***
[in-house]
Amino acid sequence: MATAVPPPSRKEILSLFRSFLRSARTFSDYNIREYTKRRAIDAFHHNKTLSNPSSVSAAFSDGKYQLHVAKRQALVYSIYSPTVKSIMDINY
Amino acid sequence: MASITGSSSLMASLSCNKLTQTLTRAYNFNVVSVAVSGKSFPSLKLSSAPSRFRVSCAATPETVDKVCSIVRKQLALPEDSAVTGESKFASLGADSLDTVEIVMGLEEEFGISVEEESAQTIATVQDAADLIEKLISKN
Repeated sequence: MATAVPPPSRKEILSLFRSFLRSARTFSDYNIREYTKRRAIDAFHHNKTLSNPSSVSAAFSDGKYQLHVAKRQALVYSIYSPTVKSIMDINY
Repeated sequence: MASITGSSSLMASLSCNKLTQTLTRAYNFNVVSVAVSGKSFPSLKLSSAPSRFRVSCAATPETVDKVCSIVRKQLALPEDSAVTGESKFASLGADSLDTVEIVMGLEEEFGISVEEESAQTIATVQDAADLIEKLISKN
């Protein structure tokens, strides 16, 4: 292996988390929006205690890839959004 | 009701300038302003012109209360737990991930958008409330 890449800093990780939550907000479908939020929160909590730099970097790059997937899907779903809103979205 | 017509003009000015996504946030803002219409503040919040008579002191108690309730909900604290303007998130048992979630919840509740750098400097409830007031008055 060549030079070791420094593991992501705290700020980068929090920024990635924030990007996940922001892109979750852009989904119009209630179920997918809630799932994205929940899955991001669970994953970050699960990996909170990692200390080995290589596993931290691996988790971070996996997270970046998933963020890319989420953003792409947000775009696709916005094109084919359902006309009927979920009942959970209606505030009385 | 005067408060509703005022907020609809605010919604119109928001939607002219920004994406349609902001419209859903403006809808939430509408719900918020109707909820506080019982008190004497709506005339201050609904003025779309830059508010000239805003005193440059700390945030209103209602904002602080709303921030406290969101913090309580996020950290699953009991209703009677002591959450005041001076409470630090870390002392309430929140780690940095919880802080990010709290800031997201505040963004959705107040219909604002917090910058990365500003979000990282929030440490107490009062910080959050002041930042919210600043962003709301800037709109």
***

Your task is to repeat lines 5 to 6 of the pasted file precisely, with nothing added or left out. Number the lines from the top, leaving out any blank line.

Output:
Repeated sequence: MASITGSSSLMASLSCNKLTQTLTRAYNFNVVSVAVSGKSFPSLKLSSAPSRFRVSCAATPETVDKVCSIVRKQLALPEDSAVTGESKFASLGADSLDTVEIVMGLEEEFGISVEEESAQTIATVQDAADLIEKLISKN
């Protein structure tokens, strides 16, 4: 292996988390929006205690890839959004 | 009701300038302003012109209360737990991930958008409330 890449800093990780939550907000479908939020929160909590730099970097790059997937899907779903809103979205 | 017509003009000015996504946030803002219409503040919040008579002191108690309730909900604290303007998130048992979630919840509740750098400097409830007031008055 060549030079070791420094593991992501705290700020980068929090920024990635924030990007996940922001892109979750852009989904119009209630179920997918809630799932994205929940899955991001669970994953970050699960990996909170990692200390080995290589596993931290691996988790971070996996997270970046998933963020890319989420953003792409947000775009696709916005094109084919359902006309009927979920009942959970209606505030009385 | 005067408060509703005022907020609809605010919604119109928001939607002219920004994406349609902001419209859903403006809808939430509408719900918020109707909820506080019982008190004497709506005339201050609904003025779309830059508010000239805003005193440059700390945030209103209602904002602080709303921030406290969101913090309580996020950290699953009991209703009677002591959450005041001076409470630090870390002392309430929140780690940095919880802080990010709290800031997201505040963004959705107040219909604002917090910058990365500003979000990282929030440490107490009062910080959050002041930042919210600043962003709301800037709109």